- All things bright and beautiful,
- All creatures great and small,
- All things wise and wonderful,
- The Lord God made them all.
A few years ago, in late afternoon, I would enter Happa's room. She would rouse from a nap, and with the last few moments of my day at the nursing home, I would read aloud. Her eyes would slowly close, and several times I thought she'd drifted off again. But then a smile would widen her mouth, her eyes would crinkle in amusement, and she would chuckle.
I was reading from James Herriot's "All Creatures Great and Small."
It sat on her bedside table. In the sterile environment of buzzers and medication, it was a souvenir to the familiar. I had grown up watching the BBC series "All Creatures Great and Small," and now I sat with a woman unmoored in deepening dementia, and we enjoyed the anecdotes together. Those are some of my favorite memories from the nursing home. To the end, her vocabulary was pristine and polished, her verbal expressions exquisite and articulate. Having taught in a university for years, we sat - the recent student and the aging professor, a mirror of past and future.
James Herriot is the pen name and alter ego of Alf Wight - a country vet in Yorkshire in the 1930's. Growing up, my brother and I giggled at the antics of Yorkshire farmers, squealed at the realistic depictions of a vet caring for the most intimate problems of cows, and yearned for the countryside of the Dales. I have now settled in a part of the U.S. that most resembles the rolling hills and dry stone masonry fences of Yorkshire: the Bluegrass of central Kentucky.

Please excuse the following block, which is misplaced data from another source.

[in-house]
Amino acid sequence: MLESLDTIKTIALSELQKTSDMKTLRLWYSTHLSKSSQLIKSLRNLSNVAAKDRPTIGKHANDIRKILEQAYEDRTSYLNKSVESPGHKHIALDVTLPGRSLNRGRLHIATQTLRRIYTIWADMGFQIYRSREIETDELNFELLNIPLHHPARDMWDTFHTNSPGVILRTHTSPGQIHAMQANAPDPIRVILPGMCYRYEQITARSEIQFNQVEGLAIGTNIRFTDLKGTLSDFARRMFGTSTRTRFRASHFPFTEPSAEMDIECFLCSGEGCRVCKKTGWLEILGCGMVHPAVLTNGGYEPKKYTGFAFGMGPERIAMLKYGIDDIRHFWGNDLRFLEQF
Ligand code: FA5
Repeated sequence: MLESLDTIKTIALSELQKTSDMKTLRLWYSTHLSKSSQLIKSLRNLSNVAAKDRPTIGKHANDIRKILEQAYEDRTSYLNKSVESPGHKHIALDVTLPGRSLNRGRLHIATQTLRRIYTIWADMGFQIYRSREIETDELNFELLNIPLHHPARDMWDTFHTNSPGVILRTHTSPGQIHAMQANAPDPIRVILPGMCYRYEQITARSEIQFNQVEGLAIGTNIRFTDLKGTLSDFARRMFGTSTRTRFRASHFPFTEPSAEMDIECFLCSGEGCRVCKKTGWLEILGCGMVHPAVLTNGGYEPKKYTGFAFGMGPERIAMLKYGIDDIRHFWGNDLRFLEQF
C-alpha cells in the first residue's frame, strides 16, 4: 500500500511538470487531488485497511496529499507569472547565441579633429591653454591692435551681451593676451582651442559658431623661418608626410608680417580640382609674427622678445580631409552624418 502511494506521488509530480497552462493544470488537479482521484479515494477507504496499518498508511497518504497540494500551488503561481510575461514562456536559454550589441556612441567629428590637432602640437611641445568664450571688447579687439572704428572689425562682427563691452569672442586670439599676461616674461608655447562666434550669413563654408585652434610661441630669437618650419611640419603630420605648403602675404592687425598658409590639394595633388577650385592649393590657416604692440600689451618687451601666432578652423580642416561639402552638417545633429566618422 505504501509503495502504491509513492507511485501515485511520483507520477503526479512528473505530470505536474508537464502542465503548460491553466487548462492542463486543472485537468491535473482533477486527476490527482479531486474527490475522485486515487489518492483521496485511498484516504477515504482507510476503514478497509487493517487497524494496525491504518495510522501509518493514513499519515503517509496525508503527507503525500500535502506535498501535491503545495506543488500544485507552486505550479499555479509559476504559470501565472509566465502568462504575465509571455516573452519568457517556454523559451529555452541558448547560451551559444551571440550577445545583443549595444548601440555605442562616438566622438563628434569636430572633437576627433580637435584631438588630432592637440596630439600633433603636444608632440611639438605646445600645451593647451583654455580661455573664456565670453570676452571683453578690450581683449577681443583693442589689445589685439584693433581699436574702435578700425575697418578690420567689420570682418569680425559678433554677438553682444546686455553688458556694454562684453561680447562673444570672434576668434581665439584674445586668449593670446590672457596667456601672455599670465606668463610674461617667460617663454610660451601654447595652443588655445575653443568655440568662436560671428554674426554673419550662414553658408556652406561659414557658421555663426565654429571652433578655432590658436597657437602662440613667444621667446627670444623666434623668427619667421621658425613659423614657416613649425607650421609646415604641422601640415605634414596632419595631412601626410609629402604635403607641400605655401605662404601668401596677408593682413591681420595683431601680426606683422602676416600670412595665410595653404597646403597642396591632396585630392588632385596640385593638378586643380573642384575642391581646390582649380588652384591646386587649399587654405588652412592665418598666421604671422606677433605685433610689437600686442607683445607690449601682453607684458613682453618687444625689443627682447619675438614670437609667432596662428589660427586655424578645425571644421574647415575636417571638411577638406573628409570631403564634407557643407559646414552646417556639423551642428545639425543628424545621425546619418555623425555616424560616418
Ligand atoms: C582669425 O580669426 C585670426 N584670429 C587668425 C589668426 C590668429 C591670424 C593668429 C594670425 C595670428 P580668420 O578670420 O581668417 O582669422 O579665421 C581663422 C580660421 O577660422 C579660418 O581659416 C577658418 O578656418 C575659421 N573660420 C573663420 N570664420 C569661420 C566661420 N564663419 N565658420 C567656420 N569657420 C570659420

Siegfried and Tristan are bywords in my sibling lingo. My brother sighed contentedly when he saw Helen come on screen last week. "Helen!" he exclaimed. "This is so nostalgic. I always watched this when I was sick. It makes me want to eat an orange."
When I moved from home, some Herriot books followed me. At the end of a long day, a relaxing chapter about a quirky farmer, a difficult calving, distinct local bacon, or difficult coworkers are as soothing as the pots of tea I've drunk in the last week while catching up with the inhabitants of Skeldale House.
There are several short stories for children with beautiful illustrations about working farm horses, abandoned kittens, or stray dogs that would make great gifts for kids.
In a more technological rendering, it's been sublime to enjoy BBC's "All Creatures" via Netflix's instant queue on John's bargain XBox 360. Which means that instead of purchasing the DVD sets (pricey), or waiting to rent them through the mail, they are instantly downloaded via internet to the XBox. Soon, I have "Rebel Without a Cause" lined up, too. But for now, I'm happily settled in Yorkshire this January.